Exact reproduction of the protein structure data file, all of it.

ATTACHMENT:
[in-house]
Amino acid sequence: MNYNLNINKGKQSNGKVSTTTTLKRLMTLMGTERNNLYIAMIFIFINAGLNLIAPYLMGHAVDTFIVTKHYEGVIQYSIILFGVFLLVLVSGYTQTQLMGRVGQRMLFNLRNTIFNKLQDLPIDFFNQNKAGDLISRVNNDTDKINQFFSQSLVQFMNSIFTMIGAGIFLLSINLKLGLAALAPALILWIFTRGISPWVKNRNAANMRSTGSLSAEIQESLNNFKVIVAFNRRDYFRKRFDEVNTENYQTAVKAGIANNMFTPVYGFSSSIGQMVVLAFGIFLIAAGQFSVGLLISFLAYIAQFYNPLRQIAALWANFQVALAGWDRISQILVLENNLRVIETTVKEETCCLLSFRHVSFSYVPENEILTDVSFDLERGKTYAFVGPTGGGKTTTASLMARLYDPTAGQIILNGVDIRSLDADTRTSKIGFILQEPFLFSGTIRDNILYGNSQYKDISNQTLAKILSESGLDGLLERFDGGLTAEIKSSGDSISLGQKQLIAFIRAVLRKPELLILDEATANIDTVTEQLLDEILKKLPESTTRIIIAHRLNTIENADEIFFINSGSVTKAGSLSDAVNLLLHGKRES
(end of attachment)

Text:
[in-house]
Amino acid sequence: MNYNLNINKGKQSNGKVSTTTTLKRLMTLMGTERNNLYIAMIFIFINAGLNLIAPYLMGHAVDTFIVTKHYEGVIQYSIILFGVFLLVLVSGYTQTQLMGRVGQRMLFNLRNTIFNKLQDLPIDFFNQNKAGDLISRVNNDTDKINQFFSQSLVQFMNSIFTMIGAGIFLLSINLKLGLAALAPALILWIFTRGISPWVKNRNAANMRSTGSLSAEIQESLNNFKVIVAFNRRDYFRKRFDEVNTENYQTAVKAGIANNMFTPVYGFSSSIGQMVVLAFGIFLIAAGQFSVGLLISFLAYIAQFYNPLRQIAALWANFQVALAGWDRISQILVLENNLRVIETTVKEETCCLLSFRHVSFSYVPENEILTDVSFDLERGKTYAFVGPTGGGKTTTASLMARLYDPTAGQIILNGVDIRSLDADTRTSKIGFILQEPFLFSGTIRDNILYGNSQYKDISNQTLAKILSESGLDGLLERFDGGLTAEIKSSGDSISLGQKQLIAFIRAVLRKPELLILDEATANIDTVTEQLLDEILKKLPESTTRIIIAHRLNTIENADEIFFINSGSVTKAGSLSDAVNLLLHGKRES